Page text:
Daily Briefing – Tuesday, September 19, 2017
After sending the pound dramatically up on hawkish comments, Bank of England Governor Mark Carney has walked back comments, saying that interest rate hikes will be “limited and gradual”. Speaking in Washington, Carney also said that the British economy is expected to underperform until the middle of next year –pressuring the pound down slightly. Concurrently, the UK’s Center for Economic & Business Research upgraded the economy yesterday by 1/10th of a percent. Otherwise in Europe, stocks ended Monday in the green thanks to an easing of N.Korean tensions and strength in Asian equities. Core inflation increased to 1.3% in August – a 4-month high.
The Yuan is at a 2-week low after falling for 8 consecutive days – a boon but also a problem for exporters. According to Bloomberg, the PBoC will be meeting later today to discuss the opening of financial markets to foreign investors. With all Chinese indexes in the red this morning, the Nikkei shone with a 1.96% increase to a 2-month high led by insurance shares and exporters who are enjoying a plummeting yen. Helping the Yen drop are PM Abe’s call for elections and uncertainty about replacing BoJ Chairman Haruhiko Kuroda at the end of his 5-year term. Meanwhile, in Australia, the RBA’s meeting report shows officials optimistic on the jobs market but concerned about household debt and the AUD’s strength.
With the House-builders’ association yesterday reporting 3-point drop in the index to 64 in September, eyes are on today’s data ahead of tomorrow’s FOMC meeting. The Senate yesterday passed a huge defense policy bill, which focuses primarily on acquisitions (90%). Stocks yesterday ended slightly up thanks to banking shares but tempered by tech stocks.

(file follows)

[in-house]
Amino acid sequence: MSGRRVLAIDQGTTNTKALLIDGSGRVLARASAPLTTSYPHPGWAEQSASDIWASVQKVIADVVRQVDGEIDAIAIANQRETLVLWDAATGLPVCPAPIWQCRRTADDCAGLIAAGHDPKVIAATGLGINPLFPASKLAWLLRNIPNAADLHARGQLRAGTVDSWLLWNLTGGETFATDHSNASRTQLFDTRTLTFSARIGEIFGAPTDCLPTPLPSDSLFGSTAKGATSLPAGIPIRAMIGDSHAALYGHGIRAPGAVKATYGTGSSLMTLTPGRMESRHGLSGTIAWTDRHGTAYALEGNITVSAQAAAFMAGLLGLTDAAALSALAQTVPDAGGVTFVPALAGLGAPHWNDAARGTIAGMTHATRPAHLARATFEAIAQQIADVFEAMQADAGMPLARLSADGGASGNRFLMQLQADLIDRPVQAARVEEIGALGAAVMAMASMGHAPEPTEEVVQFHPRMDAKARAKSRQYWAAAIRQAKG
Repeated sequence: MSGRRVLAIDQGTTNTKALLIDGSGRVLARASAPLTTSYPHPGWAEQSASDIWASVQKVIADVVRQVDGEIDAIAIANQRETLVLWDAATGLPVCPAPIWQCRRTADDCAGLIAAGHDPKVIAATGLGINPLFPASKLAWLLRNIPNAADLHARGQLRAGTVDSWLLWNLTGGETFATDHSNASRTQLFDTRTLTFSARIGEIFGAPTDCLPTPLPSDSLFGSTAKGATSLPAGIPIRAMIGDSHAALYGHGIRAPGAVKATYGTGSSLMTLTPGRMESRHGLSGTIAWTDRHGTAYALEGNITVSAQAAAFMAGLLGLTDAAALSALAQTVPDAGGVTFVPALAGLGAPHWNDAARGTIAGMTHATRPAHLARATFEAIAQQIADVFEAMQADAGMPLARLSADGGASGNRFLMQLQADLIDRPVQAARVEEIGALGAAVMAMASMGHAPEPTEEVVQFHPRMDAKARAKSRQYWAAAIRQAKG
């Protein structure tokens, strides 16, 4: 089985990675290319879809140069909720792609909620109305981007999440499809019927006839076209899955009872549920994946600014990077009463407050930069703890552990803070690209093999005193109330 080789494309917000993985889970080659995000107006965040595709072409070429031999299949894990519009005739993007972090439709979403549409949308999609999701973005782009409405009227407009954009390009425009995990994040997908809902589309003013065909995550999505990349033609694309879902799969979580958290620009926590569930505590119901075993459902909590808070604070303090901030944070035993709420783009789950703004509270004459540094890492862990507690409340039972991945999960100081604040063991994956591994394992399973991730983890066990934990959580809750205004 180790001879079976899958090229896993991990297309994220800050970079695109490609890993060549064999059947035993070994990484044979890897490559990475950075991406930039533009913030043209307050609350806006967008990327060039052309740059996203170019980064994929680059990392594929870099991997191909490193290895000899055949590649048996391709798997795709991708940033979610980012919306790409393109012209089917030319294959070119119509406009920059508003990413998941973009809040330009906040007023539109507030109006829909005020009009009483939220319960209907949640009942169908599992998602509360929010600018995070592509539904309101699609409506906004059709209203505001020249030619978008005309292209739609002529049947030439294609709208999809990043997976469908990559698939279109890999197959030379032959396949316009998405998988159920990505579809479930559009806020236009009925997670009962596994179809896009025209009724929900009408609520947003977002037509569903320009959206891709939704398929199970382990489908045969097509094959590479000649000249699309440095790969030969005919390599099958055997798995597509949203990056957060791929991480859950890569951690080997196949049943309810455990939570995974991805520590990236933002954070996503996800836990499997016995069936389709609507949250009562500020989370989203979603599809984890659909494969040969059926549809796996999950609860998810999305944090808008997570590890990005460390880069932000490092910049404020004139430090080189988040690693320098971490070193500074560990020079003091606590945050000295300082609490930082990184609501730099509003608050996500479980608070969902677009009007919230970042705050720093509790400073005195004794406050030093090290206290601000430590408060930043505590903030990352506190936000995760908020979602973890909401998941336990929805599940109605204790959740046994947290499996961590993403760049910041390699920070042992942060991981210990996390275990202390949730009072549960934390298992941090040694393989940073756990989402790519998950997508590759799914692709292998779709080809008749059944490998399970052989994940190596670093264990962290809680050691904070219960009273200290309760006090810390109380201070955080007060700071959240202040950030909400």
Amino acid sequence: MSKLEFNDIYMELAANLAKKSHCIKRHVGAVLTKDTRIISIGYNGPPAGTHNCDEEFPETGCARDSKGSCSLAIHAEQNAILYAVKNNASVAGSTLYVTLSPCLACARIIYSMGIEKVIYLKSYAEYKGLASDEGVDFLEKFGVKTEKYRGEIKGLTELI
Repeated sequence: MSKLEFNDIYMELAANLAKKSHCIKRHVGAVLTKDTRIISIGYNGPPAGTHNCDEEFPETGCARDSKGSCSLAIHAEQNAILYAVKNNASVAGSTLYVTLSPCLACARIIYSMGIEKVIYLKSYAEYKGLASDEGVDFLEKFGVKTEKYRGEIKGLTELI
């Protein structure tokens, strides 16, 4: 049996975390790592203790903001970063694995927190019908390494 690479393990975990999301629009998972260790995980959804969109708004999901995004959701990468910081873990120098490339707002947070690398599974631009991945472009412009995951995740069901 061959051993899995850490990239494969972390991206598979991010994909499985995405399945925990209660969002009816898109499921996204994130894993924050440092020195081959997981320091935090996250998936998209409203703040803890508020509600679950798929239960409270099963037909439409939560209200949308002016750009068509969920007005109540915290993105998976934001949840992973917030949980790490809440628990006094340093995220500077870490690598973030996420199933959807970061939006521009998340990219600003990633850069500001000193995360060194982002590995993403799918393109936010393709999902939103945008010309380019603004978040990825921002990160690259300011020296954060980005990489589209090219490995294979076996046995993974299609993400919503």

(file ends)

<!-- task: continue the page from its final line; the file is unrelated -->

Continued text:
As gold drops a percent overnight (the most since July), Bitcoin recovered $1100 from recent losses and is now above the 4100 mark, as traders realize that China’s attempts to curb the decentralized currency (which is proving to be an effective tool for capital outflows from the land) are less than successful. Yesterday, the Wall Street Journal reported that China plans – beyond shuttering exchanges – to clamp down on the trading channels themselves, including trading websites and local “miners”.
As traders await today’s Q1 report from FedEx, Toys-R-Us last night filed for bankruptcy – seeking to restructure its $5bn-worth of loans. On one hand, FedEx is still suffering from last year’s cyberattacks in Europe; on the other hand, management is waiting to see how users respond to added fees. And in Hong Kong, expect Alibaba subsidiary ZhongAn Insurance expects to raise about $1.5bn next Monday. The company is China’s first online insurer and focuses on insuring online retail purchases and flight & smartphone insurance.
|9 AM GMT||EU& Germany: ZEW Economic Sentiment and Construction Output|
|12:30 PM GMT||US: Building & Housing, Imports & Exports, and the Redbook Index at 12:55|
|8:30 PM GMT||API Crude Oil Inventories|
|11:50 PM GMT||Japan: Trade Balance|